Cruise lines promise steady work for Bahamas shipyard

When Dry Dock 4 sailed away from Portland last July, critics said the big dock's departure would mean a dearth of business for the Portland Shipyard.

The jury is still out on that point. But two other shipyards Ñ one in Victoria, B.C., the other the Bahamas shipyard that is Dry Dock 4's new home Ñ are now anticipating a steady stream of cruise ship repair business.

Victoria Shipyards recently announced that it will perform major refits this spring and fall on five cruise ships. Each job is valued at between $1 million and $2 million in Canadian funds.

In the Bahamas, two Royal Caribbean Cruises Ltd. ships are due for dry-docking at the Grand Bahama Shipyard in Freeport, now the home of the floating dry dock that used to have its headquarters at Cascade General's Portland Shipyard.

The trade periodical Cruise Industry News reports that the 982-foot floating dock is jointly owned by Royal Caribbean and Carnival Corp., which will have priority use of it.

The big dock is both long enough and wide enough to handle the new generation of megacruise ships with ease. For example, Royal's Celebrity Cruise ships that are headed for Freeport Ñ the Summit and the Infinity Ñ are each 965 feet long.

The Freeport shipyard's location on a key route for cruise ships is expected to bring in plenty of business and keep the dock in steady use.

Round-the-clock work

In Victoria, the lure is the 1,177-foot-long Esquimalt Graving Dock, the largest nonmilitary dry dock on the west coast of North America.

Malcolm Barker, general manager of Victoria Shipyards, told the Times Colonist newspaper that each of the 10-day cruise ship refits will mean round-the-clock employment for 500 shipyard workers as well as 150 contractors and suppliers.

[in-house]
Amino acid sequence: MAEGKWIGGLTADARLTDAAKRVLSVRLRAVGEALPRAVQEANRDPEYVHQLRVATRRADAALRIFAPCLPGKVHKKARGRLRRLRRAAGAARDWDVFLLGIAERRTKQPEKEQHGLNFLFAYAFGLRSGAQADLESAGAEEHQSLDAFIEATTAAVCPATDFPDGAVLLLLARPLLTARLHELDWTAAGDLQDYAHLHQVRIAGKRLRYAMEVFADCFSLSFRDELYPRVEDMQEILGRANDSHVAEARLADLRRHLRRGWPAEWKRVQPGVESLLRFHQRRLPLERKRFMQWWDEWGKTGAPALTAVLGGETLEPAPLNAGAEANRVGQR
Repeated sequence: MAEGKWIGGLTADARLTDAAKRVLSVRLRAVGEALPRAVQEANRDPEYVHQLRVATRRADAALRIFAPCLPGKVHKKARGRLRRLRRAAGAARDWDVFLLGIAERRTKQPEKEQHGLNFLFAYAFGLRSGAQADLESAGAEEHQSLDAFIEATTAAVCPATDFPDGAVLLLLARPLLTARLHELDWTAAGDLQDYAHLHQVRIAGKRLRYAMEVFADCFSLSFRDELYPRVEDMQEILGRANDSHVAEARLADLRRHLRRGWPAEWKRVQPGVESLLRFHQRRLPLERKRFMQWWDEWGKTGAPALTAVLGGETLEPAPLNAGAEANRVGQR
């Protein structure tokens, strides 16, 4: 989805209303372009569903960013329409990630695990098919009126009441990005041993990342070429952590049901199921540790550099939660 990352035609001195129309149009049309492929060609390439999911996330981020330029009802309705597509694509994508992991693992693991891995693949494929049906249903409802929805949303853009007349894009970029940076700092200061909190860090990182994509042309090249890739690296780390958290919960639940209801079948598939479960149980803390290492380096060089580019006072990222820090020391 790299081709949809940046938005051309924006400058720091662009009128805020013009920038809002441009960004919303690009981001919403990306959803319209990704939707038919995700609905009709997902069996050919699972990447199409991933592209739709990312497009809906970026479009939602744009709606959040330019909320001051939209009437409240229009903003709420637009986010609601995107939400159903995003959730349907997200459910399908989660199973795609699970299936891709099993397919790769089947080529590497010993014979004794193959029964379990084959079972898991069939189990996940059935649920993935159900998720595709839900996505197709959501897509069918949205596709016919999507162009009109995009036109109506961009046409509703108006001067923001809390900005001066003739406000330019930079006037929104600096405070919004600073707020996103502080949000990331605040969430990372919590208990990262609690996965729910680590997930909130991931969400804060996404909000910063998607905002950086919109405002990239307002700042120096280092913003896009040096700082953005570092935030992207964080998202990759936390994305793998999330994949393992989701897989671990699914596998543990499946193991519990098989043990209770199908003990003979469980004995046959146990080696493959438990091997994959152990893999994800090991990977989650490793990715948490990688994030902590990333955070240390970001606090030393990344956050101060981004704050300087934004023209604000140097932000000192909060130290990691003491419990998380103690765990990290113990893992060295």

The ships are stopping in Victoria on so-called repositioning cruises, when they move from their winter route to their summer route or vice versa. The Dawn Princess, due in Victoria on May 9, will stop along its way from the Caribbean to the summer Alaska cruising season.

When Frank Foti, owner of Portland-based Cascade General, announced last spring that he was selling Dry Dock 4 for $25 million to pay off creditors, he said there wasn't sufficient business to justify keeping the enormous dock at the Swan Island shipyard.

The shipyard, however, has done work on cruise ships in the past, including on the Dawn Princess, and the company's Web site still says: 'From supertankers to cruise ships, Cascade General has the experience to handle your most demanding project.'

Foti bought the 57-acre shipyard, including Dry Dock 4, from the Port of Portland in August 2000 for $18 million cash and two unsecured notes, totaling about $5.6 million, due in 2009.

The biggest of the yard's two remaining dry docks, Dry Dock 3, is 661 feet long.

Port is out of the way

Port of Portland spokeswoman Elisa Dozono said cruise ship repair jobs 'go where the destinations are, and Portland is not a destination Ñ so it wouldn't be economical for a cruise line to take a ship so far off its route.'

As Alaska cruising continues to grow in popularity and the West Coast cruise ship market expands, shipyards in British Columbia are expecting an increase in business.

According to the Times Colonist, 34 cruise ships will be on the coast this summer.

Victoria Shipyards' Barker said the the yard is looking at 'good indications' up to 2005, with word from the cruise lines to expect a minimum of four ships a year for refits.

The other four ships will be in Victoria in September, with just a day between refits, Barker said. A sixth cruise ship is scheduled for a fall refit at the Vancouver Shipyards. Both shipyards are owned by Washington Marine Group of Vancouver B.C., part of Missoula, Mont.-based Washington Cos.

Dry Dock 4 was built for the Port of Portland in 1979 with proceeds from an $84 million public bond issue. It is the biggest floating dry dock in the Americas.

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